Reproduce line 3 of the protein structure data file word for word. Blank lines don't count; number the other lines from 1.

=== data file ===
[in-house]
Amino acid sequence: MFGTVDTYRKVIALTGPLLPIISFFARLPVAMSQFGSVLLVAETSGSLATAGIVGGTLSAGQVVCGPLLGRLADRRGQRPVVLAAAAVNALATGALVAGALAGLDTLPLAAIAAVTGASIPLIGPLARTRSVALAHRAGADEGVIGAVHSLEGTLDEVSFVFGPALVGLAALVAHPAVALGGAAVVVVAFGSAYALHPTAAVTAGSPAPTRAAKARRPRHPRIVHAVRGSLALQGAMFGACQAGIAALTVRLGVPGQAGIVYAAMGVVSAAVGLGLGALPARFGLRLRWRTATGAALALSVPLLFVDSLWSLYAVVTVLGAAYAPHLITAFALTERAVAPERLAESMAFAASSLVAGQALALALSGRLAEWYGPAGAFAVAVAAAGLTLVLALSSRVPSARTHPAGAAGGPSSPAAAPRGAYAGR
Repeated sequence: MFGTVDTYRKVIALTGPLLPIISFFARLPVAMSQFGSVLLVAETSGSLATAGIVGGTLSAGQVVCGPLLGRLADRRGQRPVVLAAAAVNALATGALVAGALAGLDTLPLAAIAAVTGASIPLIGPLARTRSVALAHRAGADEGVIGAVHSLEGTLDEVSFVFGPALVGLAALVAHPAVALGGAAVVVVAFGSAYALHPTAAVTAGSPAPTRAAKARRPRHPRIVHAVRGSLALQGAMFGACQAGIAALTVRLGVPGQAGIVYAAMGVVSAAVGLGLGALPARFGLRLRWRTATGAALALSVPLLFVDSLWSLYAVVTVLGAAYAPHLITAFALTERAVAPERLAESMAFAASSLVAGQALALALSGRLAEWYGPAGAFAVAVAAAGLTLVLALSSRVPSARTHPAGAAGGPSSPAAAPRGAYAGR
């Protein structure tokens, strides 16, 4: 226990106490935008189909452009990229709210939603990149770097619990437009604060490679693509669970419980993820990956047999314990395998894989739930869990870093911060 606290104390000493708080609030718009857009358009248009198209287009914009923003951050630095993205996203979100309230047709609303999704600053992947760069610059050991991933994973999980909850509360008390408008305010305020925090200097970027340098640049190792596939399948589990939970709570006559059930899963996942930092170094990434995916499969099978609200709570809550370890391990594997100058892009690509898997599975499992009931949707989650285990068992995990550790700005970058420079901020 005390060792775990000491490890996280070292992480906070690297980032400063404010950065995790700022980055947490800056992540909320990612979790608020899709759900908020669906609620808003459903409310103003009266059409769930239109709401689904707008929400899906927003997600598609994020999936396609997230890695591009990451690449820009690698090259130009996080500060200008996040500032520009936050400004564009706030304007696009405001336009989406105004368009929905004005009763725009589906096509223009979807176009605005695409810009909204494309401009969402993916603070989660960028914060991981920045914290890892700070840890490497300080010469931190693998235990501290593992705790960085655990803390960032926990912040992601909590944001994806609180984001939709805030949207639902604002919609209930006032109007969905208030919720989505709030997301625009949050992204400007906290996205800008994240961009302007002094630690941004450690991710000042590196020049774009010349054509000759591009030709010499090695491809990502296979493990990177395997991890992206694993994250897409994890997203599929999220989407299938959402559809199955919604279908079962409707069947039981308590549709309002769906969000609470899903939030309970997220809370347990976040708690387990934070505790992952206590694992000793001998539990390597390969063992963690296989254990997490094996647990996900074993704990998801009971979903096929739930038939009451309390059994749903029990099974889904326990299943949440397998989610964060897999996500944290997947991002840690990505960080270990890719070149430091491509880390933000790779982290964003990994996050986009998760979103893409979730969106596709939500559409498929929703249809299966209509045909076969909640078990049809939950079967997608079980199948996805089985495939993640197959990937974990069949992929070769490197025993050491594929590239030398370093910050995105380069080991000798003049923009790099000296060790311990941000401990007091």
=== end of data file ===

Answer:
Repeated sequence: MFGTVDTYRKVIALTGPLLPIISFFARLPVAMSQFGSVLLVAETSGSLATAGIVGGTLSAGQVVCGPLLGRLADRRGQRPVVLAAAAVNALATGALVAGALAGLDTLPLAAIAAVTGASIPLIGPLARTRSVALAHRAGADEGVIGAVHSLEGTLDEVSFVFGPALVGLAALVAHPAVALGGAAVVVVAFGSAYALHPTAAVTAGSPAPTRAAKARRPRHPRIVHAVRGSLALQGAMFGACQAGIAALTVRLGVPGQAGIVYAAMGVVSAAVGLGLGALPARFGLRLRWRTATGAALALSVPLLFVDSLWSLYAVVTVLGAAYAPHLITAFALTERAVAPERLAESMAFAASSLVAGQALALALSGRLAEWYGPAGAFAVAVAAAGLTLVLALSSRVPSARTHPAGAAGGPSSPAAAPRGAYAGR